The Word for World is Forest Mass Market Paperback – July 1, 2018
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“Winner of the Hugo award, it tells an old story in a new way…The plot is originally handled…The characters are well drawn…Ms. Le Guin has written a book well on its way to becoming a classic in its field.” ―The Jackson Tennessee Sun
“A fantasy of the future that might horridly come true; a parable from a skilled writer that speaks to ourselves now.” ―The Oregon Journal
“Like all great writers of fiction, Ursula K. Le Guin creates imaginary worlds that restore us, hearts eased, to our own.” ―The Boston Globe
“Queen of the realm of fantasy.” ―Washington Post
About the Author
Ursula K. Le Guin is the author of more than three dozen books for children and adults. She was awarded a Newbery Honor for the second volume of the Earthsea Cycle, The Tombs of Atuan, and among her many other distinctions are the Margaret A. Edwards Award, a National Book Award, and five Nebula Awards. She lives in Portland, Oregon.
- Grade Level : 7 - 9
- Item Weight : 1 pounds
- Mass Market Paperback : 144 pages
- ISBN-10 : 076534985X
- ISBN-13 : 978-0765349859
- Product Dimensions : 4.19 x 0.38 x 6.75 inches
- Publisher : Tor Teen; Reprint Edition (July 1, 2018)
- Language: : English
- Best Sellers Rank: #6,339,788 in Books (See Top 100 in Books)
- Customer Reviews:
Top reviews from the United States
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The original context was the Vietnam War, but with ecocide much further along today than it was in 1972, the environmental message is more timely than ever. As fiction this is not nearly as good as later works like "The Dispossessed" or "Always Coming Home," but though simple, it packs a punch.
I wonder whether Andre Norton's 1966 novel "Victory On Janus" was an influence on both Le Guin and Cameron. Her novel with a similar plot and theme includes humans who transform and become part of the indigenous people fighting against their off-world based destruction. That element is not present in Le Guin, but it is in Cameron.
The story rotates between several point-of-view characters, all of them well-drawn with distinct voices, though not all of them have depth; between them you see the storm developing that will shatter New Tahiti and change the Athsheans forever. Captain Davidson is a dominant soldier, more than ready to push the Athsheans back by force in retaliation for their attack; disagreeing with the colony’s leaders, he forms his own guerrilla force to enact vengeance. Lyubov is with the colony’s science staff, one of the few people who has some comprehension of the Athshean culture and society. Selver is one of the Athsheans; when his wife dies after Davidson rapes her, Selver does what the Terrans considered unthinkable and fights. He continues that fight against the destructive Terrans, who continue to plunder the forests—and as the title points out, the Athshean word for “world” and “forest” is the same.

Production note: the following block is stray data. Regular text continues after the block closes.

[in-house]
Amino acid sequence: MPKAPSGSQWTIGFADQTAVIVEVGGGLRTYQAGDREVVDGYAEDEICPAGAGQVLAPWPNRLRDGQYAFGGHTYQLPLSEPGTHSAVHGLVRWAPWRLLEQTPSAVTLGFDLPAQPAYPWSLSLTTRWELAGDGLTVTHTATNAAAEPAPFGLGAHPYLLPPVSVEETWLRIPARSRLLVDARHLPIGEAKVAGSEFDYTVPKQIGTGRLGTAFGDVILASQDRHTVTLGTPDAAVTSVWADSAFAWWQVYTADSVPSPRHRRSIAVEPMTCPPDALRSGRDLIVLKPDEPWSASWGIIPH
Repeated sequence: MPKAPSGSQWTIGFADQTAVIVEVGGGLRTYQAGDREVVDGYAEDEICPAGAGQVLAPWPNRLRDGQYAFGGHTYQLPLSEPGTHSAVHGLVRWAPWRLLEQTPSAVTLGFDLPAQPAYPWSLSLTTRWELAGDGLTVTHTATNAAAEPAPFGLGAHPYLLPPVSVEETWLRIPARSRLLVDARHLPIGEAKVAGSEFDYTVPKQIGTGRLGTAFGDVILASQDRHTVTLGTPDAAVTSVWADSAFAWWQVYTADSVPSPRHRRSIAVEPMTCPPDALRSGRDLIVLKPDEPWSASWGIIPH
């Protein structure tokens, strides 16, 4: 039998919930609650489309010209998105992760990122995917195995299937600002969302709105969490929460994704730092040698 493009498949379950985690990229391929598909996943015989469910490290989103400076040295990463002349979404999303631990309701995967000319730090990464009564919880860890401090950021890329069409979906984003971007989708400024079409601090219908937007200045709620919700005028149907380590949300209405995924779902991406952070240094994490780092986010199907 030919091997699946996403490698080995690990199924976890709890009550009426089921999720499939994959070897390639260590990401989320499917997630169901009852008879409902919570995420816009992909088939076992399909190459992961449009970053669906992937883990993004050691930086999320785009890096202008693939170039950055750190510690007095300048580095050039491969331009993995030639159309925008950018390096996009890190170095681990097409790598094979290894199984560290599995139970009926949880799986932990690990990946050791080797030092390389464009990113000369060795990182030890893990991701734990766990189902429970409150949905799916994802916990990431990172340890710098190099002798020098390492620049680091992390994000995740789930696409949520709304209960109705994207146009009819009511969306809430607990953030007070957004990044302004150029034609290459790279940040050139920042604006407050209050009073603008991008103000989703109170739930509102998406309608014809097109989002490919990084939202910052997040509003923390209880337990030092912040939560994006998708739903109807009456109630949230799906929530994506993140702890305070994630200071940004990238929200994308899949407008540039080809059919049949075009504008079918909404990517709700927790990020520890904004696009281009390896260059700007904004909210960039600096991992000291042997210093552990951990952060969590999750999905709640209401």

Compared to Le Guin's best, this one is something of a lesser read---the tone is very didactic, Davidson is a bit too cartoonish in his villainy, and there's a number of obvious cliches at play here. It's very much a work from the early '70s, reflecting the anger and frustration of Vietnam, Woman's Lib, and the growing environmentalist movement, all of which are major themes in the novel. I left The Word for the World is Forest thinking that another hundred pages and some additional polishing would have mitigated its flaws, turning a strong novel into a great one. But aside from the brevity and clichés, Le Guin's prose still shines, and the execution is quite good... the rotating-PoV in particular is well done, allowing the reader to learn quite a bit of information, and see both sides of the story, in a natural way that precludes exposition. Her parable hits you with all the subtlety of a Mack truck---it's not the nuanced, layered novel that Left Hand of Darkness or The Disposessed are---but it's a surprisingly entertaining novel, and well worth the few hours it'll take to read through its 190 pages.
The story is technically science fiction because it occurs on an alien planet. But the theme of an oppressed people being forever changed and in some ways, ruined, is like Groundhog Day, destined to repeat itself over and over again. Whether here on earth, or out in the cosmos.
The message is sobering and the ending bittersweet. The characters, including Selver, Lyubov, Davidson, the Athsheans, and the Yumens are so real, you get the feeling things happened exactly as Ursula K. Le Guin penned it. As if we are watching a documentary. Le Guin makes no judgements. She just shares the way things happen to be.
This very short novel is superb, and is part of the author's Hainish Cycle of works.
Top reviews from other countries
It's a quiet, thoughtful book. Definitely worth a read.